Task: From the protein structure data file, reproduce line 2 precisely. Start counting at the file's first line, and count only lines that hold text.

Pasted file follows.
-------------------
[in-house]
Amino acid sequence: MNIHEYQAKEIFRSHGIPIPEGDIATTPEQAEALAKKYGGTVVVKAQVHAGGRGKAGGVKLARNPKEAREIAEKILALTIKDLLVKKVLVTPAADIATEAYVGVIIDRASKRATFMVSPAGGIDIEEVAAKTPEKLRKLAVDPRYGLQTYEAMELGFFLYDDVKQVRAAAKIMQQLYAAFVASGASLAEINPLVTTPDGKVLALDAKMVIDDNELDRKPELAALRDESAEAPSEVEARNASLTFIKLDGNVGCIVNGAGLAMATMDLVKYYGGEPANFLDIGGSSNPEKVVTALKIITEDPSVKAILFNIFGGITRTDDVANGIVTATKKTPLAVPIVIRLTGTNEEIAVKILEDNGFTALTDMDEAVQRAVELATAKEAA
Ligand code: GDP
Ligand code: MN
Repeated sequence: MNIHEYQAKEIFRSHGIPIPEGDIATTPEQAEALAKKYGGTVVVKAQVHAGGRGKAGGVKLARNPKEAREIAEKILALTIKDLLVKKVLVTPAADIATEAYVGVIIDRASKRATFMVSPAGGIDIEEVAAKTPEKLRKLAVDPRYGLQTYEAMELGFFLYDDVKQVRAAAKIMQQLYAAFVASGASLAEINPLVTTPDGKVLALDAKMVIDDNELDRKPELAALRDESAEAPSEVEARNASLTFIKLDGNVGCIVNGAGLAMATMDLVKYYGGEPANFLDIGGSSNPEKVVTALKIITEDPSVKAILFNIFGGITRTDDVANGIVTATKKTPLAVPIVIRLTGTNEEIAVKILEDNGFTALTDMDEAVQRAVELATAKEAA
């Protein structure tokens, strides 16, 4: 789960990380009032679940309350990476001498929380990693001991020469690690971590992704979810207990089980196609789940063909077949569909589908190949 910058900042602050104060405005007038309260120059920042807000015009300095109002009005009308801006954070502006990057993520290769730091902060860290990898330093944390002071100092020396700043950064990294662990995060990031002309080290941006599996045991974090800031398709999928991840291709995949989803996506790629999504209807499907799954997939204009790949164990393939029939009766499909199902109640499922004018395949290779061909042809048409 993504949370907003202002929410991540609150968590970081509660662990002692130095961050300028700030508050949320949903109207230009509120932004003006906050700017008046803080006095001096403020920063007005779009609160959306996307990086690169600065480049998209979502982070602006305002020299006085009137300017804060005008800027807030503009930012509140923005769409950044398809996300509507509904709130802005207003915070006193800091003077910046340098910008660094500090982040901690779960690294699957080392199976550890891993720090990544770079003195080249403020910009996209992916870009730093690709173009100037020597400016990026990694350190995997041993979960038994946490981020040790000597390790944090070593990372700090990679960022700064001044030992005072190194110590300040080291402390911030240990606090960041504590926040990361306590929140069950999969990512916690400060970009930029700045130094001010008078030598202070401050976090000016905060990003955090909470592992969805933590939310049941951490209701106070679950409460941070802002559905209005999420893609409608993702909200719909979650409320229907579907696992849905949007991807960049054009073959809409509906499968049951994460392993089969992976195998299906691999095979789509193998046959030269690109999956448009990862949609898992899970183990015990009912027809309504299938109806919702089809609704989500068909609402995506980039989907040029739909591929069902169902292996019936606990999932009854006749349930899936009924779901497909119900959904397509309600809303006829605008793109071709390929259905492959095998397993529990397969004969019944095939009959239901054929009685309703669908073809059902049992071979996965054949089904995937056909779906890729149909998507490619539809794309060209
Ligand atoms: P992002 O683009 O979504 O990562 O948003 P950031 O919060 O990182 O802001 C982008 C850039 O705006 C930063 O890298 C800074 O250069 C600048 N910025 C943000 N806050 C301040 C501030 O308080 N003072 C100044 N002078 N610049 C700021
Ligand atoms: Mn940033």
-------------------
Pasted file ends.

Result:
Amino acid sequence: MNIHEYQAKEIFRSHGIPIPEGDIATTPEQAEALAKKYGGTVVVKAQVHAGGRGKAGGVKLARNPKEAREIAEKILALTIKDLLVKKVLVTPAADIATEAYVGVIIDRASKRATFMVSPAGGIDIEEVAAKTPEKLRKLAVDPRYGLQTYEAMELGFFLYDDVKQVRAAAKIMQQLYAAFVASGASLAEINPLVTTPDGKVLALDAKMVIDDNELDRKPELAALRDESAEAPSEVEARNASLTFIKLDGNVGCIVNGAGLAMATMDLVKYYGGEPANFLDIGGSSNPEKVVTALKIITEDPSVKAILFNIFGGITRTDDVANGIVTATKKTPLAVPIVIRLTGTNEEIAVKILEDNGFTALTDMDEAVQRAVELATAKEAA